UPA govt begins spadework for Muslim quota | delhi | Hindustan Times
Today in New Delhi, India
Jan 20, 2017-Friday
New Delhi
  • Humidity
  • Wind

UPA govt begins spadework for Muslim quota

delhi Updated: Oct 24, 2011 23:40 IST
Zia Haq
Zia Haq
Hindustan Times
Highlight Story

The UPA government is firming up plans to give reservation in jobs and education to underprivileged Muslims at the national level, a move likely to shore up the ruling Congress' support base among the 150-million community ahead of the 2014 polls.

The government will take the OBC route for granting reservation benefits to Muslims, as promised by the Congress in its 2009 poll manifesto, a person familiar with the development told HT.

The minority affairs ministry headed by Salman Khurshid, in a ministerial note, has recommended to the home ministry to consider the OBC option contained in the Ranganath Misra report on reservation to minorities at the national level.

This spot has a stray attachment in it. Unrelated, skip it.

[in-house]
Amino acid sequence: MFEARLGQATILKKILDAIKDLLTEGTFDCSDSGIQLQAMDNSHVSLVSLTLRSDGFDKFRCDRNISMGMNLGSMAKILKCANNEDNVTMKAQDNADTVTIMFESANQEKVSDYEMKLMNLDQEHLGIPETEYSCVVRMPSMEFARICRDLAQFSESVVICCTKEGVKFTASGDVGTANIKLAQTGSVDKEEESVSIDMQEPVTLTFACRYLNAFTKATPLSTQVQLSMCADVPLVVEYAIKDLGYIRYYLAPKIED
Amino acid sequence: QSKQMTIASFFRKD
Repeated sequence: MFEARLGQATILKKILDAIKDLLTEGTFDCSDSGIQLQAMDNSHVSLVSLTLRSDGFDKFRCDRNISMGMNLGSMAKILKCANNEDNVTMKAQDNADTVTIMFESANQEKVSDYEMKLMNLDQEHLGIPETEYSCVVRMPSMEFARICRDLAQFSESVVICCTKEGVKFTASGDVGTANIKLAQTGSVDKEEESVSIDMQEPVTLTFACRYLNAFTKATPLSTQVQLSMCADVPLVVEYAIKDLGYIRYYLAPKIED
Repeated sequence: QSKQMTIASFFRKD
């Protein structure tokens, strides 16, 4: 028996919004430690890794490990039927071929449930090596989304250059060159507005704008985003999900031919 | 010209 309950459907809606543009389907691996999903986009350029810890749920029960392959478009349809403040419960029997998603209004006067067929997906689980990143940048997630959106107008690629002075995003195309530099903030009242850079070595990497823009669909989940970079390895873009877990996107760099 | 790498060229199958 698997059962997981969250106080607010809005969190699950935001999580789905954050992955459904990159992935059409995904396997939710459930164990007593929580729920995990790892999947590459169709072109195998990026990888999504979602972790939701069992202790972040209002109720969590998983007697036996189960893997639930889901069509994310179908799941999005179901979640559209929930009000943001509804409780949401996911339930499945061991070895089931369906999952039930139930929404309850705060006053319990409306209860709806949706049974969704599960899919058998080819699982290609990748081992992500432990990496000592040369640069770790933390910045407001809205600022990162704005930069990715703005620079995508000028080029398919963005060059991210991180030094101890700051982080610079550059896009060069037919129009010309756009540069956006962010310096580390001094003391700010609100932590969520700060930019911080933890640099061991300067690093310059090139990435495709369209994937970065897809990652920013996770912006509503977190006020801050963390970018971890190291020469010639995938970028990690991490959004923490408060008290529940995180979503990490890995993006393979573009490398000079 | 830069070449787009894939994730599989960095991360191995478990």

Khurshid is said to be keen on a national model of affirmative action that will neither "fall foul of the Constitution" nor the "courts".

The proposal recommends re-jigging the 27% "quota" in jobs and employment for OBC so that more underprivileged Muslims, among minorities, find room. OBCs are a clutch of 1,963 disadvantaged groups.

The Ranganath Misra-led National Commission on Backward Religious and Linguistic Minorities has recommended 15% reservation for minorities -of which 10% for Muslims -- in education and jobs. In case this is difficult to achieve, it proposes breaking up of the 27% quota to give minorities an 8.4% share, of which 6% for Muslims.

The proposal is to come up with a model to expand the share of Muslims in the OBC quota, HT has learnt.

At present, there are 21 Muslim groups like Ansari and Ganchi in the Central List of Other Backward Classes (OBCs) that has 100 communities in all, who get 27% reservation in education and jobs.

The clamour for reservation among Muslims has grown louder after the high-level Sachar report highlighted stark disadvantages faced by the community and the Ranganath Misra recommended reservations as the way forward.